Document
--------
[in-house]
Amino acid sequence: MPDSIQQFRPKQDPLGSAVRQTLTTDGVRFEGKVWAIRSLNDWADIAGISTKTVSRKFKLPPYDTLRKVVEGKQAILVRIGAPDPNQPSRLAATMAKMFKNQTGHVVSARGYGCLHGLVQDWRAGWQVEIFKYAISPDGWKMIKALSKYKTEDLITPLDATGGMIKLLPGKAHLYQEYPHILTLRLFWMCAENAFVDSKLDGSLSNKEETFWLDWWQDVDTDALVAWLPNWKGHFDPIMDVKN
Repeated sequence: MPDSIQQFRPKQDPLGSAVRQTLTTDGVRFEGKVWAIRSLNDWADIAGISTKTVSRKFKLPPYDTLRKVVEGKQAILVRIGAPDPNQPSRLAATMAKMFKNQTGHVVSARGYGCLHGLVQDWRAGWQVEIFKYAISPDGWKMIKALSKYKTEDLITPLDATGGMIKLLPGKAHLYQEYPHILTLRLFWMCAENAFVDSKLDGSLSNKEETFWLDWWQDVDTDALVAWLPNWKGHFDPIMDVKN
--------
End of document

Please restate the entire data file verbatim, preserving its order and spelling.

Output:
[in-house]
Amino acid sequence: MPDSIQQFRPKQDPLGSAVRQTLTTDGVRFEGKVWAIRSLNDWADIAGISTKTVSRKFKLPPYDTLRKVVEGKQAILVRIGAPDPNQPSRLAATMAKMFKNQTGHVVSARGYGCLHGLVQDWRAGWQVEIFKYAISPDGWKMIKALSKYKTEDLITPLDATGGMIKLLPGKAHLYQEYPHILTLRLFWMCAENAFVDSKLDGSLSNKEETFWLDWWQDVDTDALVAWLPNWKGHFDPIMDVKN
Repeated sequence: MPDSIQQFRPKQDPLGSAVRQTLTTDGVRFEGKVWAIRSLNDWADIAGISTKTVSRKFKLPPYDTLRKVVEGKQAILVRIGAPDPNQPSRLAATMAKMFKNQTGHVVSARGYGCLHGLVQDWRAGWQVEIFKYAISPDGWKMIKALSKYKTEDLITPLDATGGMIKLLPGKAHLYQEYPHILTLRLFWMCAENAFVDSKLDGSLSNKEETFWLDWWQDVDTDALVAWLPNWKGHFDPIMDVKN